India's Pathan keen
to rediscover top form
bowling prospect Irfan Pathan believes his disappointing performance on the
recent tour of West Indies was just a minor setback and he is confident of
returning to his best form soon.
Expected to spearhead
a youthful pace attack, the 21-year-old left-armer emerged as one of the few
failures in India's first series victory in the Caribbean for 35 years.
Selected for only one
of the four matches, Pathan returned modest figures of two wickets for 93 in
the drawn second test at St Lucia as his team mates went on to capture the
series by a 1-0 margin.
don't go your way," Pathan said over the phone from his hometown Baroda.
"It's not just me, I
guess it happens to every cricketer over time."
Munaf Patel and
Shanthakumaran Sreesanth shared the new ball in the final-test victory while
Pathan was relegated to the reserves due to what coach Greg Chappell said
was a drop in the bowler's confidence.
Pathan had also
struggled in the five-match one-day series that preceded the tests, taking
just six wickets in four matches while conceding 179 runs as the hosts
stormed to a 4-1 victory.
"I was trying very
hard, the wickets were on the slower side," he added, mindful of the fact
that next year's World Cup is being held in the Caribbean.
"I'm not frustrated,
I'm looking forward to the new challenges," Pathan said.
The bowler does have
plenty of opportunities to rediscover his form ahead of the World Cup as
India's busy schedule continues next month with a tri-series involving South
Africa and Sri Lanka in Colombo.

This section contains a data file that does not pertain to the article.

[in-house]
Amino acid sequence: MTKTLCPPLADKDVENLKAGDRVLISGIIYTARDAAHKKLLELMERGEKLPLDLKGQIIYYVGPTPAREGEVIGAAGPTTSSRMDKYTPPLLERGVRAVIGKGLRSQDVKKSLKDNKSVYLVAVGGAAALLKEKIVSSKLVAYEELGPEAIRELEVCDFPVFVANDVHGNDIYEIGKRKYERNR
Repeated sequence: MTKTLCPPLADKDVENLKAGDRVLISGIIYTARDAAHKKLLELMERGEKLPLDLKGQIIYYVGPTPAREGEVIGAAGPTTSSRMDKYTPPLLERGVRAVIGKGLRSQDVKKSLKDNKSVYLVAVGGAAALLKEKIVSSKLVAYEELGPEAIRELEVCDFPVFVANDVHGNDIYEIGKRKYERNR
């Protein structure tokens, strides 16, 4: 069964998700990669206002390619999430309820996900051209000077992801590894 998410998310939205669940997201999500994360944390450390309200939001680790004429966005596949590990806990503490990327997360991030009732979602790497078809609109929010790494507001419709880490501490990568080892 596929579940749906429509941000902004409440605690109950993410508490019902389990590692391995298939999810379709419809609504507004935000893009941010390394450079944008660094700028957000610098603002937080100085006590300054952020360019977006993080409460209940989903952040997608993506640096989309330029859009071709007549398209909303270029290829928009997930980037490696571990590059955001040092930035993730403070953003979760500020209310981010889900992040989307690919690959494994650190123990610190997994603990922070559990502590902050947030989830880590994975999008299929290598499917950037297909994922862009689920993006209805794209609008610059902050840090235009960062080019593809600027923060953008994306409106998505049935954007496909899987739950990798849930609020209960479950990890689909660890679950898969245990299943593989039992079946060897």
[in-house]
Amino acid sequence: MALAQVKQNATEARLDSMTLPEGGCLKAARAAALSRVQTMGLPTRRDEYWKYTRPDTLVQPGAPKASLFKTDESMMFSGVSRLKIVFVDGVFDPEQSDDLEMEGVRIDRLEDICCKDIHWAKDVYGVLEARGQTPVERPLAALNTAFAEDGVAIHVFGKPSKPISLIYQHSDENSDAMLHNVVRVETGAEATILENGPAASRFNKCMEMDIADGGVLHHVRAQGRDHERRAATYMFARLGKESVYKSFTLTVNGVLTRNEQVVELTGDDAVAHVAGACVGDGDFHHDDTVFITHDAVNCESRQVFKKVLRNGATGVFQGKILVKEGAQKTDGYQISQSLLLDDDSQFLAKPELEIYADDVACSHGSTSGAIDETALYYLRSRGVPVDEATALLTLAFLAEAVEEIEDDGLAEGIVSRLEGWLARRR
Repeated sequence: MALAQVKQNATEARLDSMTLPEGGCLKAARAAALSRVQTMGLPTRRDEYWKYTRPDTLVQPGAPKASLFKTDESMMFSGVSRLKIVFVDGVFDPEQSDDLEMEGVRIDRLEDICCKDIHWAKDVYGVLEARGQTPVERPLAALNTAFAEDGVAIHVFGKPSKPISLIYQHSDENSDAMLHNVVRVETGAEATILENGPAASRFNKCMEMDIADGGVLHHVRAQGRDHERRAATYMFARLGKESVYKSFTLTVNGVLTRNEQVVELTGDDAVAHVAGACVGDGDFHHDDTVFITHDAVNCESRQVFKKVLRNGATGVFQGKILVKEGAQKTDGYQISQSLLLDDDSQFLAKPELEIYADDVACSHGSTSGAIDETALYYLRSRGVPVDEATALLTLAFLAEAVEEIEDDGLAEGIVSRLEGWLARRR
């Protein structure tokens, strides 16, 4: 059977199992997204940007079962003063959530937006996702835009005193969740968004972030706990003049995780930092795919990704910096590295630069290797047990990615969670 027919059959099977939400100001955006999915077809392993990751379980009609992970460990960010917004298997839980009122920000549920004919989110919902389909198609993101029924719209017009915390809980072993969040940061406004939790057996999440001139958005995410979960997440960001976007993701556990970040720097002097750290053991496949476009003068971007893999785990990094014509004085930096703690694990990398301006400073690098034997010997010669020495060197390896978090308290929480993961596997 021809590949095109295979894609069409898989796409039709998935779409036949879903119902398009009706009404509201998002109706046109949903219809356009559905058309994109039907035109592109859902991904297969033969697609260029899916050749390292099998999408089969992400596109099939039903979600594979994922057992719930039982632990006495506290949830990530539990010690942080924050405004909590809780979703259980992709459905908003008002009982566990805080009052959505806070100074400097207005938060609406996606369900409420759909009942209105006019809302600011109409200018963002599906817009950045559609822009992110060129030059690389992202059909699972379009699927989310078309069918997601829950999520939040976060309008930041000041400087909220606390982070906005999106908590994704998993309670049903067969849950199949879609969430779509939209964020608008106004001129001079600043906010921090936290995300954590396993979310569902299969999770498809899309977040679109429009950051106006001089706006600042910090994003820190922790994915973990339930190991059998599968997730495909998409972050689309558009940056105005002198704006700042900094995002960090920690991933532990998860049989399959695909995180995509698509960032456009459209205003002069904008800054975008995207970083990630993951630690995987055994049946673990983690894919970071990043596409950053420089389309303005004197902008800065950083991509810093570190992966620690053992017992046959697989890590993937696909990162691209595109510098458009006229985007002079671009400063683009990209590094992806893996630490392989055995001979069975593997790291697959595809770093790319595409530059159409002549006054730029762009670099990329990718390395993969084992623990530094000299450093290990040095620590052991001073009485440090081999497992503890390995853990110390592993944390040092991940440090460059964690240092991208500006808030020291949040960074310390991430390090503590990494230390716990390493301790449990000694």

then host the Champions Trophy from October 7 to November 5 before embarking
on a tour of South Africa in mid-November for three tests and five one-day
Pathan made an
immediate impact on the international scene following his impressive test
debut as a teenager during the drawn series in Australia in 2003-04, and he
was quick to build on that initial success.
Producing sharp, late
movement to trouble the right-handers, he grabbed 12 wickets on the historic
tour of Pakistan which followed, helping India claim their maiden test
series triumph across the border.
However, a side strain
forced him out of the final two games of the 2-1 home series defeat against
Australia in late 2004 and he then opted to swap express pace for swing on
the advise of Australian bowling great Dennis Lillee.
struggled to regain his form, managing just six wickets in the drawn home
test series against Pakistan, but he emerged as the hero in India's victory
in Zimbabwe last year with a record 21-wicket haul in the two-test series.
The win was India's
first test series triumph outside the sub-continent in 19 years.
Also a batsman with
natural flair, Pathan proceeded to make an impact as an all-rounder as India
won 17 out of 22 one-dayers against Sri Lanka, South Africa, Pakistan and
England before the West Indies brought them crashing back down to earth.
However, he does not
think extra pressure as batsman is compromising his bowling.
"I'm happy to do what
the team demands, though I'm primarily a bowler," Pathan said.
"As a bowler, I know
my limitations and strengths. I'm essentially a swing bowler. Pace, for me,
depends on the rhythm I'm in. Swing's my main weapon."
Pathan has also
discussed his bowling with the West Indian great Andy Roberts.
"He advised me on my
run-up," said Pathan, who has also sought advice from former Pakistan
captain Wasim Akram.
"Everyone has a
different point of view. You take what you think is best," he added.